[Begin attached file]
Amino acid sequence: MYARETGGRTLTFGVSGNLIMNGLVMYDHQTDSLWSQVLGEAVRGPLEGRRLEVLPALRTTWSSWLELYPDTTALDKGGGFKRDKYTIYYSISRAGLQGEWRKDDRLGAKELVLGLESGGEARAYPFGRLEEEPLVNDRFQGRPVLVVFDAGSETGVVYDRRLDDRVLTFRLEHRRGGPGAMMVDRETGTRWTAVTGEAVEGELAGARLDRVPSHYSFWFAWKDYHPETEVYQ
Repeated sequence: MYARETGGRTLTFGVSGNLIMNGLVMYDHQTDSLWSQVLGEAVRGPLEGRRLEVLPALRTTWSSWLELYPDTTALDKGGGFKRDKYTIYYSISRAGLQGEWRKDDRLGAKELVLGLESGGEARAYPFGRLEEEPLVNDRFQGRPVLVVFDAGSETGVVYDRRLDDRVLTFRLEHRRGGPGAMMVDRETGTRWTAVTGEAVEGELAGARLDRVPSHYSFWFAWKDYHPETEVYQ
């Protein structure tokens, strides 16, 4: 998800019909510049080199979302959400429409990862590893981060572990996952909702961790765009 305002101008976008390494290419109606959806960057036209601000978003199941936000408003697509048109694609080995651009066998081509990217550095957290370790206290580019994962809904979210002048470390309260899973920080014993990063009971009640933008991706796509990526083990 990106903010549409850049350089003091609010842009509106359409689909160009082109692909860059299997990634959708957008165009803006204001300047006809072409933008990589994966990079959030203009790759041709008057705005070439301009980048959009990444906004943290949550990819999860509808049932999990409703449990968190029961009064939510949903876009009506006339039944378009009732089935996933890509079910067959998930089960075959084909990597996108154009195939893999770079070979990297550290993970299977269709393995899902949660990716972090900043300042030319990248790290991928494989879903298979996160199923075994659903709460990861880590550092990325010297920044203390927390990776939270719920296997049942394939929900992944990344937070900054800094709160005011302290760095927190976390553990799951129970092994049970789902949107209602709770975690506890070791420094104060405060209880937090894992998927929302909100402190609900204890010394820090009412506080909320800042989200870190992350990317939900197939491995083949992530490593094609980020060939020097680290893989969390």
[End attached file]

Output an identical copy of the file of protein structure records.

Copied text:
Amino acid sequence: MYARETGGRTLTFGVSGNLIMNGLVMYDHQTDSLWSQVLGEAVRGPLEGRRLEVLPALRTTWSSWLELYPDTTALDKGGGFKRDKYTIYYSISRAGLQGEWRKDDRLGAKELVLGLESGGEARAYPFGRLEEEPLVNDRFQGRPVLVVFDAGSETGVVYDRRLDDRVLTFRLEHRRGGPGAMMVDRETGTRWTAVTGEAVEGELAGARLDRVPSHYSFWFAWKDYHPETEVYQ
Repeated sequence: MYARETGGRTLTFGVSGNLIMNGLVMYDHQTDSLWSQVLGEAVRGPLEGRRLEVLPALRTTWSSWLELYPDTTALDKGGGFKRDKYTIYYSISRAGLQGEWRKDDRLGAKELVLGLESGGEARAYPFGRLEEEPLVNDRFQGRPVLVVFDAGSETGVVYDRRLDDRVLTFRLEHRRGGPGAMMVDRETGTRWTAVTGEAVEGELAGARLDRVPSHYSFWFAWKDYHPETEVYQ
């Protein structure tokens, strides 16, 4: 998800019909510049080199979302959400429409990862590893981060572990996952909702961790765009 305002101008976008390494290419109606959806960057036209601000978003199941936000408003697509048109694609080995651009066998081509990217550095957290370790206290580019994962809904979210002048470390309260899973920080014993990063009971009640933008991706796509990526083990 990106903010549409850049350089003091609010842009509106359409689909160009082109692909860059299997990634959708957008165009803006204001300047006809072409933008990589994966990079959030203009790759041709008057705005070439301009980048959009990444906004943290949550990819999860509808049932999990409703449990968190029961009064939510949903876009009506006339039944378009009732089935996933890509079910067959998930089960075959084909990597996108154009195939893999770079070979990297550290993970299977269709393995899902949660990716972090900043300042030319990248790290991928494989879903298979996160199923075994659903709460990861880590550092990325010297920044203390927390990776939270719920296997049942394939929900992944990344937070900054800094709160005011302290760095927190976390553990799951129970092994049970789902949107209602709770975690506890070791420094104060405060209880937090894992998927929302909100402190609900204890010394820090009412506080909320800042989200870190992350990317939900197939491995083949992530490593094609980020060939020097680290893989969390």